• READ MORE: Chilliwack River homeless campers handed trespass notices

Trespass notices were issued to the campers on Nov. 28, ordering them out within seven to 14 days.

Where the campers will go is somewhat uncertain, although Natural Resource Officers (NRO) at the scene said they asked, and all those present in the camp were co-operative and said they had other places to go. Representatives from social services and the Salvation Army have already visited the site to talk to campers.

While The Progress was talking to officers near the road, one individual on a BMX bike with a backpack with an axe handle sticking out and a chainsaw strapped to it slowly rode further into the Chilliwack River Valley.

Moments later three other individuals made their way east on Chilliwack Lake Road. Rumours of another camp further up the valley could not be confirmed, and the officers were not aware of one.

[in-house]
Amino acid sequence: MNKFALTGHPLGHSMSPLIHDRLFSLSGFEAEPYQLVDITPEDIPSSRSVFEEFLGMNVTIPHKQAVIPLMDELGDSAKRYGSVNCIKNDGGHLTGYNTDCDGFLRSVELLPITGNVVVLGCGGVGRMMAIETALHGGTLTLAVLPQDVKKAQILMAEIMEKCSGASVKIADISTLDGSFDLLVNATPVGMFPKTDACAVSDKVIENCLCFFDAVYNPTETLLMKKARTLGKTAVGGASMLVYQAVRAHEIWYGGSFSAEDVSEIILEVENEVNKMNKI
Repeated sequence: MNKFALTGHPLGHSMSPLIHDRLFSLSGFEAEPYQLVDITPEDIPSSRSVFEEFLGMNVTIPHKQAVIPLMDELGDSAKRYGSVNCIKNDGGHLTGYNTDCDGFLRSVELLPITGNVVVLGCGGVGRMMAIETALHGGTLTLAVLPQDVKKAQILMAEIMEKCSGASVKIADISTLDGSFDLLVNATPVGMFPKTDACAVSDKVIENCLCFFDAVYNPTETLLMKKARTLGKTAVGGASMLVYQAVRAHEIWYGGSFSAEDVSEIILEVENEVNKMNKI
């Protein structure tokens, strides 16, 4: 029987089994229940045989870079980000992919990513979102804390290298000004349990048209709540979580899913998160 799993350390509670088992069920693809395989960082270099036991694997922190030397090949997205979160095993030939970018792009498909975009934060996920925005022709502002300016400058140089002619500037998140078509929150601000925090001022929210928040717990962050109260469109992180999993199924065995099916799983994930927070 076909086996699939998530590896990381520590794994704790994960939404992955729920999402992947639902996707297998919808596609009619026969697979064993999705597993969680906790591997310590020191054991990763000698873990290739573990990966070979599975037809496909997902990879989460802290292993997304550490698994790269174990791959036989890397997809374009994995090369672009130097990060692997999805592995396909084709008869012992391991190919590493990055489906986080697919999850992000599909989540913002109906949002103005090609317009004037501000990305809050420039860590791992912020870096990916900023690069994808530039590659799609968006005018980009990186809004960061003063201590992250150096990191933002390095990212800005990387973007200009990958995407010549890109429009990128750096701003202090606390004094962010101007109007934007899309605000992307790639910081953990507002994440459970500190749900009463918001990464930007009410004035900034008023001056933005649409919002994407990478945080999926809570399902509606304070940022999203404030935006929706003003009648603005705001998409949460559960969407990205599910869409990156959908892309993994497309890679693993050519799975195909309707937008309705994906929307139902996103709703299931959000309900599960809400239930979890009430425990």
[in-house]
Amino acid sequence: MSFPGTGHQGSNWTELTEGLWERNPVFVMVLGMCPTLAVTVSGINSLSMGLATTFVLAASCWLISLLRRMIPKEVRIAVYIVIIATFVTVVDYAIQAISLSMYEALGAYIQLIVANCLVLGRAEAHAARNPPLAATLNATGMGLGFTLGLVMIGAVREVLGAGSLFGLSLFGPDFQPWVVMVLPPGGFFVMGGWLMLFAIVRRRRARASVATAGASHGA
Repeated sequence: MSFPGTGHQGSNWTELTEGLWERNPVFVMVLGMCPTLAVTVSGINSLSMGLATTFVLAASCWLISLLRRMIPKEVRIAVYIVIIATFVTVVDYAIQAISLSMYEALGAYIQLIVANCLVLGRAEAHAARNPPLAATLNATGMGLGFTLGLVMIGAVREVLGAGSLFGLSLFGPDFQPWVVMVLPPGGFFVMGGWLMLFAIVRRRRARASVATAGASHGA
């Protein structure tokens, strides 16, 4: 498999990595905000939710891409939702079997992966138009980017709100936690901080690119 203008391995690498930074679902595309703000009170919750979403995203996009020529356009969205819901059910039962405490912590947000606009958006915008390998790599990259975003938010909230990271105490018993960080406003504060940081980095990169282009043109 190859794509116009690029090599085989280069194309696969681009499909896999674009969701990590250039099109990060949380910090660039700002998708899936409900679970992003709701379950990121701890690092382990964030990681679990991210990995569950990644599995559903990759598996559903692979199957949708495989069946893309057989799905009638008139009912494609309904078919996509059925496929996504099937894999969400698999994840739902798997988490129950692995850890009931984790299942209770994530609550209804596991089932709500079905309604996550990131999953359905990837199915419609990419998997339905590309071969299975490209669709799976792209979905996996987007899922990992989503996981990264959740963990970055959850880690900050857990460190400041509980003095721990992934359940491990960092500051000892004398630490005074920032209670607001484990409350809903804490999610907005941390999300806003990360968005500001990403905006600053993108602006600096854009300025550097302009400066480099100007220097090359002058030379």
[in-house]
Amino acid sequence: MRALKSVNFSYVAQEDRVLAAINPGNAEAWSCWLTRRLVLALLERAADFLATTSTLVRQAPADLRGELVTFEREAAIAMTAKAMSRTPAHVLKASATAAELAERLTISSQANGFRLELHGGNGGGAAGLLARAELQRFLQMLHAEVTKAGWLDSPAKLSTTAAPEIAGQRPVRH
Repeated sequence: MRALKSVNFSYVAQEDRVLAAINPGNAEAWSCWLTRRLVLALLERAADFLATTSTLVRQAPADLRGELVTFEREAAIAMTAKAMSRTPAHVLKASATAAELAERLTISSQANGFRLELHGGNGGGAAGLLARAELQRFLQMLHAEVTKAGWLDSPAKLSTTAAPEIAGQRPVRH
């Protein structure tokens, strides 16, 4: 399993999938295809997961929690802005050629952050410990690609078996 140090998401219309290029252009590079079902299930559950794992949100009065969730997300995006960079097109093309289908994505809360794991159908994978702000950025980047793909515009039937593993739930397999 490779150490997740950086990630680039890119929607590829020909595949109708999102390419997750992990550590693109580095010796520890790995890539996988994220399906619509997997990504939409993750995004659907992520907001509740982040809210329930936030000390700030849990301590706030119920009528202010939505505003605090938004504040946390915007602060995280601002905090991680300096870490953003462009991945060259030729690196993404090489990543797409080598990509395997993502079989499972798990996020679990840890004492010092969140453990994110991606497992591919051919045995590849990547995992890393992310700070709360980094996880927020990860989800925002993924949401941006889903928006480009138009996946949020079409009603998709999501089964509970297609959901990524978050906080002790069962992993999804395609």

Asked what took so long for the crackdown and cleanup — which will be expensive and involve a helicopter on Wednesday — one NRO said compassion was part of it.

“There is a compassion issue,” Officer Murray Watt said. “They are homeless.”

But the practical problem is one of resources.

The site is subject to an order under section 58 of the Forest and Range Practices Act forbidding any camping of any kind by anyone on the property. But talking about the issue, NRO Robert Cunneyworth and Curt Bueckert said the wildfires this summer strapped resources for an already busy Chilliwack office.

The camp has been there for months, at least since another nearby camp was dismantled in March. There, officials removed more than 17,000 pounds of garbage and hundreds of syringes.

READ MORE: More than 17,000 pounds of garbage removed from Chilliwack River homeless camp

The NROs on Tuesday confirmed that some of those in the camp being dismantled this week came from that camp.